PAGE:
When buying the berry, pause for a moment to think how you like your beverage. Do you want it smooth and of delicate flavor? Take one-third Mocha and the rest Java or Maracaibo. Do you want it strong? Use all Rio, or temper that brand by combining it with some one of the mild kinds.

A large proportion of housekeepers buy their coffee roasted, and many also buy it ground. If coffee, while still hot from the roaster, were put into vessels almost air tight, and kept in them until ground for use, the improvement in the drink made from it would amply repay for the trouble taken. Much of the fine aroma is lost before the roasted bean reaches the housekeeper, and there is even a greater loss if the coffee has been ground for a considerable time. These are some of the disadvantages which must be endured when one buys coffee already roasted. But, on the other hand, unless the roasting be done very carefully, the coffee will not be good. A few burnt beans in a quart will ruin the drink. When careful attention to roasting cannot be given at home, it will be better to buy a supply already roasted, but never ground. A French small mill, which can be regulated to grind coarse or fine, can be bought for about a dollar and a half. With care it will last for ten or twenty years. Some firms put up coffee in tin cans. It costs more, but retains so much of the aroma as to be well worth the extra price.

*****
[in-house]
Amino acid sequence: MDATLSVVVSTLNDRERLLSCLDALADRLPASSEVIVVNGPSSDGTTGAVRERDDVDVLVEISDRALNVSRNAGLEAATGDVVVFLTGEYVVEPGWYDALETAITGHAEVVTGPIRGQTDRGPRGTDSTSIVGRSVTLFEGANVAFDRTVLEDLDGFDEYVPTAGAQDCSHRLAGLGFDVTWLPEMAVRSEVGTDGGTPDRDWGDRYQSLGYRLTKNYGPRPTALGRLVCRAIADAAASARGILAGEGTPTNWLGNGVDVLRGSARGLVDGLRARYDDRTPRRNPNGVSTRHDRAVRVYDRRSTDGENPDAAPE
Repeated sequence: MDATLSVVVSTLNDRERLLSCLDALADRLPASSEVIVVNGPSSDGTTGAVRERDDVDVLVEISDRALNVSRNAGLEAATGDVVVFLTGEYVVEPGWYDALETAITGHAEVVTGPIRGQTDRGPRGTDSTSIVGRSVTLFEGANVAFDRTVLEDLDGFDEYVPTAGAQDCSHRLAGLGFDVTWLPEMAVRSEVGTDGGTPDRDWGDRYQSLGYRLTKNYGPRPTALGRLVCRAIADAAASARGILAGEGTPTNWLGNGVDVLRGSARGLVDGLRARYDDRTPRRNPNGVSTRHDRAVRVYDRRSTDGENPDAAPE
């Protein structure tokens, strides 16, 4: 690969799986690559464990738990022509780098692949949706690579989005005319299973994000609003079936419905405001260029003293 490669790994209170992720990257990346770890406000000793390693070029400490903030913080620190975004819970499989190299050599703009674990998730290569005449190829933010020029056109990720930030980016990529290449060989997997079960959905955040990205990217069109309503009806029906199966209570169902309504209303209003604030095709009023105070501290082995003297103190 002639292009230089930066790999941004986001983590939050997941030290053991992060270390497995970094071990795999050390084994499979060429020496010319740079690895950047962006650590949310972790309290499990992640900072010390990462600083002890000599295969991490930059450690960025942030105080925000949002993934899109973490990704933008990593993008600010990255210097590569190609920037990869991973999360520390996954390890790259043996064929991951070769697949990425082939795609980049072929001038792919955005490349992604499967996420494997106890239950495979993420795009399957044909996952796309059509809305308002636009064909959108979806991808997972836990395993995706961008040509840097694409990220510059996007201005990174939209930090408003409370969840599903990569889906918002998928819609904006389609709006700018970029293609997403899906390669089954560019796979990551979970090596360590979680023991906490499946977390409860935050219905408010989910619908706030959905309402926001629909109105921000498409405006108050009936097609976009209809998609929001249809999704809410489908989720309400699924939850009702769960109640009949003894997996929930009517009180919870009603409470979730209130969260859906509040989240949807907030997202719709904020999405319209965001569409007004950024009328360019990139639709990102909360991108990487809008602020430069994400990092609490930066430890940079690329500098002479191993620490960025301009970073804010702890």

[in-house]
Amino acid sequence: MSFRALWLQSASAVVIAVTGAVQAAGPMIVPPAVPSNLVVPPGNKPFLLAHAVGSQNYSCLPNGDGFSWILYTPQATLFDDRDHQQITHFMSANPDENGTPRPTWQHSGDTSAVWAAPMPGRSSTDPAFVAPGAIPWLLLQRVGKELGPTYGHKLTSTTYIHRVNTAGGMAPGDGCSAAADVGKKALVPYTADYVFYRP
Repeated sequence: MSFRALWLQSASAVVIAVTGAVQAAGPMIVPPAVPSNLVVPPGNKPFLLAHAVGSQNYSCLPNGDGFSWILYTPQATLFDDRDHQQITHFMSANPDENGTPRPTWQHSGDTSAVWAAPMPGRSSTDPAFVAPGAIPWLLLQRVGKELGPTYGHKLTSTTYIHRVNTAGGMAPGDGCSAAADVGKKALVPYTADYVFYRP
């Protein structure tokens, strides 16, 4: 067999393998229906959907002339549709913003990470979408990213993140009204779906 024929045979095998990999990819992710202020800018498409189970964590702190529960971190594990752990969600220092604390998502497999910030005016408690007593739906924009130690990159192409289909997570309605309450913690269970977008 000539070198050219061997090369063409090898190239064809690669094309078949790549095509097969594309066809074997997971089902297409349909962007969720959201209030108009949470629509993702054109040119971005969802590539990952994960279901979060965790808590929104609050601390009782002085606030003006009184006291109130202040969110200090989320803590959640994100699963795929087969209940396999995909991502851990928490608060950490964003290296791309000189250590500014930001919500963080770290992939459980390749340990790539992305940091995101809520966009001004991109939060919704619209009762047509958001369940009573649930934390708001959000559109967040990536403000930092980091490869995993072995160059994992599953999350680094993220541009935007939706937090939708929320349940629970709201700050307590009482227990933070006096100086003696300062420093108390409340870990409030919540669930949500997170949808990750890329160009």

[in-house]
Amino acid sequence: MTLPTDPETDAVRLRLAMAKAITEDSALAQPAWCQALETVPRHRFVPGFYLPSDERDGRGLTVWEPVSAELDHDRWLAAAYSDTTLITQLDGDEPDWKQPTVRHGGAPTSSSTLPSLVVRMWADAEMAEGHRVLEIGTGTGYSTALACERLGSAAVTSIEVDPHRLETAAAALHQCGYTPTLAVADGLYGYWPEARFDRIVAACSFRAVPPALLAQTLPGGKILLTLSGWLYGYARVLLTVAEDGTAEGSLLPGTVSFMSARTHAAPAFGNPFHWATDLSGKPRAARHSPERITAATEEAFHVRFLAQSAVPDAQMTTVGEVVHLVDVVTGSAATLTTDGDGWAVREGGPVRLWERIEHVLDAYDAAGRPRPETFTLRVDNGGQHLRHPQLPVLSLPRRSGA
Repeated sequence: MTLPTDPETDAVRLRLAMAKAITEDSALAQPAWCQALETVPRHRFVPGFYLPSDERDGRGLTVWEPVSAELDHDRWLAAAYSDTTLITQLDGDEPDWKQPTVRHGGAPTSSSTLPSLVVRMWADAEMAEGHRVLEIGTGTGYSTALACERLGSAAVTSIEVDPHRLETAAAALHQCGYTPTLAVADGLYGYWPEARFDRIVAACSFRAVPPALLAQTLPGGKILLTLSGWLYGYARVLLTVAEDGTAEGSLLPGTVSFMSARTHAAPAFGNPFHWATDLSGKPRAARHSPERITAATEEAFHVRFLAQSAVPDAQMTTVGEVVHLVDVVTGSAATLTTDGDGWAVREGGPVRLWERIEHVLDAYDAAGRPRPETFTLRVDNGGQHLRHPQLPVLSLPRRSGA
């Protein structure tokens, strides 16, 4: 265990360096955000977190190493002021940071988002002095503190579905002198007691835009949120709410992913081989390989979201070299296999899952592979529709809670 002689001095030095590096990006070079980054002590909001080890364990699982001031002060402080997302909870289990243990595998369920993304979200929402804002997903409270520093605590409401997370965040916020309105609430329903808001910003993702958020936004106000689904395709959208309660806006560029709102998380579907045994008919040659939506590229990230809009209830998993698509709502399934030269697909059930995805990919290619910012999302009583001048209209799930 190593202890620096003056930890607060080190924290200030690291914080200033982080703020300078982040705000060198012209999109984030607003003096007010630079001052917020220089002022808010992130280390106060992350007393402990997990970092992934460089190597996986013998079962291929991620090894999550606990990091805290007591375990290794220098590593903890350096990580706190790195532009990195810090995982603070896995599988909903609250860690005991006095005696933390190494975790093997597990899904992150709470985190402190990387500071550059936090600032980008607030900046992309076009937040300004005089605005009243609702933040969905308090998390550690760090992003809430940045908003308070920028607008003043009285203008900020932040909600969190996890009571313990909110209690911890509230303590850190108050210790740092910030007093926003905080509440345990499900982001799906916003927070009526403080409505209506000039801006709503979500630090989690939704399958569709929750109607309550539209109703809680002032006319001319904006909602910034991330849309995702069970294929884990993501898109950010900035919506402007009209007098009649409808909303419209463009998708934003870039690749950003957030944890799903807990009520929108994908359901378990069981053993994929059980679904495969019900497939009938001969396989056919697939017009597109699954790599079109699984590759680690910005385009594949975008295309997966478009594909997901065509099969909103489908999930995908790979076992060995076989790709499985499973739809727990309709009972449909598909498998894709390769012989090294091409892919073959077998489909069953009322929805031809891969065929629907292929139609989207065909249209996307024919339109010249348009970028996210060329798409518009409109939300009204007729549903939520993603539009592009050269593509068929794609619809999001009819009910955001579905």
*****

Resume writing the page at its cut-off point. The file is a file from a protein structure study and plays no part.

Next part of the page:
When green coffee is bought, be careful that it is well seasoned. It should have a brownish or yellowish tint, which comes only with years of seasoning. The best way to do, when it is possible, is to buy green coffee by the sack, and keep it stored in a sweet, dry place—say the attic—for two or three years. In that time it will have become sufficiently mellowed.

To roast coffee, put the green beans into a large dripping-pan, being sure that the pan is perfectly clean. Have the coffee about an inch deep. Place the pan in a moderate oven. Stir frequently, and at the end of half an hour increase the heat of the oven. From this time until the beans are sufficiently browned, there should be a stirring every three or four minutes. When the coffee is almost a chestnut color, remove the pan from the oven, and for every quart add one tablespoonful of butter. Stir well; and, while the coffee is still hot, put it into cans and cover closely. Coffee absorbs moisture and odors. It should therefore be kept in a sweet, dry place.